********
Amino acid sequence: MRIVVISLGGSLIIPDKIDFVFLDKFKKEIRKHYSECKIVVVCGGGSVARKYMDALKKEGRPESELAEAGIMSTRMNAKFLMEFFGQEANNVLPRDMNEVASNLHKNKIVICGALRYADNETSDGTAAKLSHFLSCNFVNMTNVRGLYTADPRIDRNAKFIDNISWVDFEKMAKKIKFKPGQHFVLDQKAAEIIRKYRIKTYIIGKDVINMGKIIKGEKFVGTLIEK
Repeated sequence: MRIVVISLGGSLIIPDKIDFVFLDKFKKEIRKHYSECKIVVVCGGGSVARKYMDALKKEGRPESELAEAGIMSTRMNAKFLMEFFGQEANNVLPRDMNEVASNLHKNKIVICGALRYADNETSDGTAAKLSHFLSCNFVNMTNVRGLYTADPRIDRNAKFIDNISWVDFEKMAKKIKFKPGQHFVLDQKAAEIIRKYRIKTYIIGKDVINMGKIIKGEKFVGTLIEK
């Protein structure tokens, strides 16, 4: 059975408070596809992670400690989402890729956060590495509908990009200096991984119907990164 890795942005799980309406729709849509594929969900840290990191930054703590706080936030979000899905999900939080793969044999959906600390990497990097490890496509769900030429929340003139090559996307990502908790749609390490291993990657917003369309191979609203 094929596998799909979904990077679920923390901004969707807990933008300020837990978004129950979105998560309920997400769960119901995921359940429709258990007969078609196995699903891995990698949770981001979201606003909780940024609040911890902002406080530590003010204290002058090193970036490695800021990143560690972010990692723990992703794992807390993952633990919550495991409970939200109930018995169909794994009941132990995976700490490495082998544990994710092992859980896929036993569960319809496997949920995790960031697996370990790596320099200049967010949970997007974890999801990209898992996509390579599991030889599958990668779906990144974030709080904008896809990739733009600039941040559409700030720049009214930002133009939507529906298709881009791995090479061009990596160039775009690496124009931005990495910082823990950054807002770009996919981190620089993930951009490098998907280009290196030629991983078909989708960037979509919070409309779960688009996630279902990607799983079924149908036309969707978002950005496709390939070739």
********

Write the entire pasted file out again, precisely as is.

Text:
Amino acid sequence: MRIVVISLGGSLIIPDKIDFVFLDKFKKEIRKHYSECKIVVVCGGGSVARKYMDALKKEGRPESELAEAGIMSTRMNAKFLMEFFGQEANNVLPRDMNEVASNLHKNKIVICGALRYADNETSDGTAAKLSHFLSCNFVNMTNVRGLYTADPRIDRNAKFIDNISWVDFEKMAKKIKFKPGQHFVLDQKAAEIIRKYRIKTYIIGKDVINMGKIIKGEKFVGTLIEK
Repeated sequence: MRIVVISLGGSLIIPDKIDFVFLDKFKKEIRKHYSECKIVVVCGGGSVARKYMDALKKEGRPESELAEAGIMSTRMNAKFLMEFFGQEANNVLPRDMNEVASNLHKNKIVICGALRYADNETSDGTAAKLSHFLSCNFVNMTNVRGLYTADPRIDRNAKFIDNISWVDFEKMAKKIKFKPGQHFVLDQKAAEIIRKYRIKTYIIGKDVINMGKIIKGEKFVGTLIEK
């Protein structure tokens, strides 16, 4: 059975408070596809992670400690989402890729956060590495509908990009200096991984119907990164 890795942005799980309406729709849509594929969900840290990191930054703590706080936030979000899905999900939080793969044999959906600390990497990097490890496509769900030429929340003139090559996307990502908790749609390490291993990657917003369309191979609203 094929596998799909979904990077679920923390901004969707807990933008300020837990978004129950979105998560309920997400769960119901995921359940429709258990007969078609196995699903891995990698949770981001979201606003909780940024609040911890902002406080530590003010204290002058090193970036490695800021990143560690972010990692723990992703794992807390993952633990919550495991409970939200109930018995169909794994009941132990995976700490490495082998544990994710092992859980896929036993569960319809496997949920995790960031697996370990790596320099200049967010949970997007974890999801990209898992996509390579599991030889599958990668779906990144974030709080904008896809990739733009600039941040559409700030720049009214930002133009939507529906298709881009791995090479061009990596160039775009690496124009931005990495910082823990950054807002770009996919981190620089993930951009490098998907280009290196030629991983078909989708960037979509919070409309779960688009996630279902990607799983079924149908036309969707978002950005496709390939070739």